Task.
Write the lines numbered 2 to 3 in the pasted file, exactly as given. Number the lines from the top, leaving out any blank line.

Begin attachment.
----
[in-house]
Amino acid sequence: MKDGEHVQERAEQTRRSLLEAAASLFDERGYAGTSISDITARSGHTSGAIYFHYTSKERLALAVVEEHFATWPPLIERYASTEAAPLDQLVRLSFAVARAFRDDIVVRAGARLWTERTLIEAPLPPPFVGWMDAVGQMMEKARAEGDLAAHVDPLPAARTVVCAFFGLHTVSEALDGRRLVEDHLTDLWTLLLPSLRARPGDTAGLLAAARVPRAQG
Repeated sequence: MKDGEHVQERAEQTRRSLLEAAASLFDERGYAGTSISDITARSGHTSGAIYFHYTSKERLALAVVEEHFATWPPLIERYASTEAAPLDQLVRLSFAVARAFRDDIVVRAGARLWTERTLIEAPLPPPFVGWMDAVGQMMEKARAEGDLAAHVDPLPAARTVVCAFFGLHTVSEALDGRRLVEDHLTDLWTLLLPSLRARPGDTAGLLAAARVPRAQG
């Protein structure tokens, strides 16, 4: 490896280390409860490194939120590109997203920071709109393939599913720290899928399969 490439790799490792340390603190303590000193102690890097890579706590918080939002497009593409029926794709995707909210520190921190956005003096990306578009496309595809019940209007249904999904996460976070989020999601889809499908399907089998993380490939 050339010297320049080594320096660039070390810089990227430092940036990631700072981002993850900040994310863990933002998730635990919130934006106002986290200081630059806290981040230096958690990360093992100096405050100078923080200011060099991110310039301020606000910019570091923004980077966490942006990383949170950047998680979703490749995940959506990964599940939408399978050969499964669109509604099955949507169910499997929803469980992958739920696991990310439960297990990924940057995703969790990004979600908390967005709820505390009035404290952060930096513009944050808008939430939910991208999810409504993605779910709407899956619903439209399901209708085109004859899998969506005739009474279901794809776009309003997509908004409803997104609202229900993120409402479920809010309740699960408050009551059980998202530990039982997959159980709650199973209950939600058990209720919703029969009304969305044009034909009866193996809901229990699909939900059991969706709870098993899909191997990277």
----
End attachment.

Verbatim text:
Amino acid sequence: MKDGEHVQERAEQTRRSLLEAAASLFDERGYAGTSISDITARSGHTSGAIYFHYTSKERLALAVVEEHFATWPPLIERYASTEAAPLDQLVRLSFAVARAFRDDIVVRAGARLWTERTLIEAPLPPPFVGWMDAVGQMMEKARAEGDLAAHVDPLPAARTVVCAFFGLHTVSEALDGRRLVEDHLTDLWTLLLPSLRARPGDTAGLLAAARVPRAQG
Repeated sequence: MKDGEHVQERAEQTRRSLLEAAASLFDERGYAGTSISDITARSGHTSGAIYFHYTSKERLALAVVEEHFATWPPLIERYASTEAAPLDQLVRLSFAVARAFRDDIVVRAGARLWTERTLIEAPLPPPFVGWMDAVGQMMEKARAEGDLAAHVDPLPAARTVVCAFFGLHTVSEALDGRRLVEDHLTDLWTLLLPSLRARPGDTAGLLAAARVPRAQG